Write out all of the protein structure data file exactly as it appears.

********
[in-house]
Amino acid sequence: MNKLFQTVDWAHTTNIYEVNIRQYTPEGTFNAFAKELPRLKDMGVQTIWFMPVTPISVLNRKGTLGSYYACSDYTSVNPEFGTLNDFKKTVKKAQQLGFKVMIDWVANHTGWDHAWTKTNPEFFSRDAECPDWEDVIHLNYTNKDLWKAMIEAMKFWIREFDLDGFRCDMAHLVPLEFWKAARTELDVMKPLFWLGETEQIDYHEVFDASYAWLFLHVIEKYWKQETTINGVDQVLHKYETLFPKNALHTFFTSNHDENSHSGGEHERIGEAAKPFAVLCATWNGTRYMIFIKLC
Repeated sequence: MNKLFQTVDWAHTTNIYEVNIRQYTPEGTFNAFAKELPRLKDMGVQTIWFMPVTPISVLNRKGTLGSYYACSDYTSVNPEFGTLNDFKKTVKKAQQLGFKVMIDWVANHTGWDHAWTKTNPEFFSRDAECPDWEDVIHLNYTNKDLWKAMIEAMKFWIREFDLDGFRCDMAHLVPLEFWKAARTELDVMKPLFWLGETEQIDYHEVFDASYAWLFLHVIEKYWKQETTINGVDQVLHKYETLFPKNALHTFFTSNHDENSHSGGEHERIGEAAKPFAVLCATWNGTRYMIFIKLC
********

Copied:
[in-house]
Amino acid sequence: MNKLFQTVDWAHTTNIYEVNIRQYTPEGTFNAFAKELPRLKDMGVQTIWFMPVTPISVLNRKGTLGSYYACSDYTSVNPEFGTLNDFKKTVKKAQQLGFKVMIDWVANHTGWDHAWTKTNPEFFSRDAECPDWEDVIHLNYTNKDLWKAMIEAMKFWIREFDLDGFRCDMAHLVPLEFWKAARTELDVMKPLFWLGETEQIDYHEVFDASYAWLFLHVIEKYWKQETTINGVDQVLHKYETLFPKNALHTFFTSNHDENSHSGGEHERIGEAAKPFAVLCATWNGTRYMIFIKLC
Repeated sequence: MNKLFQTVDWAHTTNIYEVNIRQYTPEGTFNAFAKELPRLKDMGVQTIWFMPVTPISVLNRKGTLGSYYACSDYTSVNPEFGTLNDFKKTVKKAQQLGFKVMIDWVANHTGWDHAWTKTNPEFFSRDAECPDWEDVIHLNYTNKDLWKAMIEAMKFWIREFDLDGFRCDMAHLVPLEFWKAARTELDVMKPLFWLGETEQIDYHEVFDASYAWLFLHVIEKYWKQETTINGVDQVLHKYETLFPKNALHTFFTSNHDENSHSGGEHERIGEAAKPFAVLCATWNGTRYMIFIKLC